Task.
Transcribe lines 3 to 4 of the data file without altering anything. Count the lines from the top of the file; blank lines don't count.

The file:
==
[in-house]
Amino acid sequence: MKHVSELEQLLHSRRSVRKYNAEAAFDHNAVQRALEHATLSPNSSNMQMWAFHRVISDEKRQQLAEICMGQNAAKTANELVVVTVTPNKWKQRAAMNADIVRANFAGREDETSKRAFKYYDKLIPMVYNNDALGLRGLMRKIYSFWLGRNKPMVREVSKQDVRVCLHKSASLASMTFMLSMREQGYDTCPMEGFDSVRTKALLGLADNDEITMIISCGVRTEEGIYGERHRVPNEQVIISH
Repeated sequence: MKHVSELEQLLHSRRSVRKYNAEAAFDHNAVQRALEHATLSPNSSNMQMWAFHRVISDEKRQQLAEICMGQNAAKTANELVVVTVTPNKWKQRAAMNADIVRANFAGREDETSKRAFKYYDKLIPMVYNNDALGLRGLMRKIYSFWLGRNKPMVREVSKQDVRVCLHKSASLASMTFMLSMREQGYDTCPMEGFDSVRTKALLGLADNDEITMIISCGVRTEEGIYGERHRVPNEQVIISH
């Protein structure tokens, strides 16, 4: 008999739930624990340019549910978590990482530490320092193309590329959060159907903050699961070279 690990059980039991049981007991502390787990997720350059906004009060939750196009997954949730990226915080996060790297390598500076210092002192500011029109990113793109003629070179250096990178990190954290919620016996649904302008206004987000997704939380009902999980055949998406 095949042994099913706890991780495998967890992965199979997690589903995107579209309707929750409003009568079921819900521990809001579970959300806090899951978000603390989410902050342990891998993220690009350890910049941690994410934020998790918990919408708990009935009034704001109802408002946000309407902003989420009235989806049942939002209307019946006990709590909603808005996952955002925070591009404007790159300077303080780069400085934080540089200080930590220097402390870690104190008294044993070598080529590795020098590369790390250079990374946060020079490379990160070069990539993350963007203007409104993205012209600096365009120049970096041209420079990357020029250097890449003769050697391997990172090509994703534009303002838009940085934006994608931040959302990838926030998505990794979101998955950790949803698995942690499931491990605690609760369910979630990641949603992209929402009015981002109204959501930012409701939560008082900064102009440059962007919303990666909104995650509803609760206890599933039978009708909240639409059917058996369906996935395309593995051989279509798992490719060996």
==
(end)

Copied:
Repeated sequence: MKHVSELEQLLHSRRSVRKYNAEAAFDHNAVQRALEHATLSPNSSNMQMWAFHRVISDEKRQQLAEICMGQNAAKTANELVVVTVTPNKWKQRAAMNADIVRANFAGREDETSKRAFKYYDKLIPMVYNNDALGLRGLMRKIYSFWLGRNKPMVREVSKQDVRVCLHKSASLASMTFMLSMREQGYDTCPMEGFDSVRTKALLGLADNDEITMIISCGVRTEEGIYGERHRVPNEQVIISH
């Protein structure tokens, strides 16, 4: 008999739930624990340019549910978590990482530490320092193309590329959060159907903050699961070279 690990059980039991049981007991502390787990997720350059906004009060939750196009997954949730990226915080996060790297390598500076210092002192500011029109990113793109003629070179250096990178990190954290919620016996649904302008206004987000997704939380009902999980055949998406 095949042994099913706890991780495998967890992965199979997690589903995107579209309707929750409003009568079921819900521990809001579970959300806090899951978000603390989410902050342990891998993220690009350890910049941690994410934020998790918990919408708990009935009034704001109802408002946000309407902003989420009235989806049942939002209307019946006990709590909603808005996952955002925070591009404007790159300077303080780069400085934080540089200080930590220097402390870690104190008294044993070598080529590795020098590369790390250079990374946060020079490379990160070069990539993350963007203007409104993205012209600096365009120049970096041209420079990357020029250097890449003769050697391997990172090509994703534009303002838009940085934006994608931040959302990838926030998505990794979101998955950790949803698995942690499931491990605690609760369910979630990641949603992209929402009015981002109204959501930012409701939560008082900064102009440059962007919303990666909104995650509803609760206890599933039978009708909240639409059917058996369906996935395309593995051989279509798992490719060996």